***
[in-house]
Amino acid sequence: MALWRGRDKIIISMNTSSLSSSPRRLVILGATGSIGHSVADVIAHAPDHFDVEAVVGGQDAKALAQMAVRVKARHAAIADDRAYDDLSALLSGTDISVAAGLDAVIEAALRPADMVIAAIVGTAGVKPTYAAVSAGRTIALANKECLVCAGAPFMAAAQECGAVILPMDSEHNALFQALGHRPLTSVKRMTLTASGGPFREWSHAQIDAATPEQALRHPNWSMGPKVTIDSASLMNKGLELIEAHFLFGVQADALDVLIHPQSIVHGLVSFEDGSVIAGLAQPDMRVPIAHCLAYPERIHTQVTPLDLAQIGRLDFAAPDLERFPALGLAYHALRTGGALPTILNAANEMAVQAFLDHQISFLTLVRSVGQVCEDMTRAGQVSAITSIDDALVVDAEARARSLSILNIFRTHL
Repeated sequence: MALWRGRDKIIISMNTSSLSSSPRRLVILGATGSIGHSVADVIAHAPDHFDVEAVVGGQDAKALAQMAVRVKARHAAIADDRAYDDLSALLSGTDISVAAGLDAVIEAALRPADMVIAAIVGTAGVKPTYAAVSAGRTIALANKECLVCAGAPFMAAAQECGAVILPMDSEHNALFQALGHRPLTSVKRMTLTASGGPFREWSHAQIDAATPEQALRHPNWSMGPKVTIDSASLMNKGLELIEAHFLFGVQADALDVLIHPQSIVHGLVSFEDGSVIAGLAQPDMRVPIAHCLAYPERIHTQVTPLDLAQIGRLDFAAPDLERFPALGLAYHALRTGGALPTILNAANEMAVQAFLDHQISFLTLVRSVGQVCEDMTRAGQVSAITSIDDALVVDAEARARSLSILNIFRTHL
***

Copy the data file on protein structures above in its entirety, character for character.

[in-house]
Amino acid sequence: MALWRGRDKIIISMNTSSLSSSPRRLVILGATGSIGHSVADVIAHAPDHFDVEAVVGGQDAKALAQMAVRVKARHAAIADDRAYDDLSALLSGTDISVAAGLDAVIEAALRPADMVIAAIVGTAGVKPTYAAVSAGRTIALANKECLVCAGAPFMAAAQECGAVILPMDSEHNALFQALGHRPLTSVKRMTLTASGGPFREWSHAQIDAATPEQALRHPNWSMGPKVTIDSASLMNKGLELIEAHFLFGVQADALDVLIHPQSIVHGLVSFEDGSVIAGLAQPDMRVPIAHCLAYPERIHTQVTPLDLAQIGRLDFAAPDLERFPALGLAYHALRTGGALPTILNAANEMAVQAFLDHQISFLTLVRSVGQVCEDMTRAGQVSAITSIDDALVVDAEARARSLSILNIFRTHL
Repeated sequence: MALWRGRDKIIISMNTSSLSSSPRRLVILGATGSIGHSVADVIAHAPDHFDVEAVVGGQDAKALAQMAVRVKARHAAIADDRAYDDLSALLSGTDISVAAGLDAVIEAALRPADMVIAAIVGTAGVKPTYAAVSAGRTIALANKECLVCAGAPFMAAAQECGAVILPMDSEHNALFQALGHRPLTSVKRMTLTASGGPFREWSHAQIDAATPEQALRHPNWSMGPKVTIDSASLMNKGLELIEAHFLFGVQADALDVLIHPQSIVHGLVSFEDGSVIAGLAQPDMRVPIAHCLAYPERIHTQVTPLDLAQIGRLDFAAPDLERFPALGLAYHALRTGGALPTILNAANEMAVQAFLDHQISFLTLVRSVGQVCEDMTRAGQVSAITSIDDALVVDAEARARSLSILNIFRTHL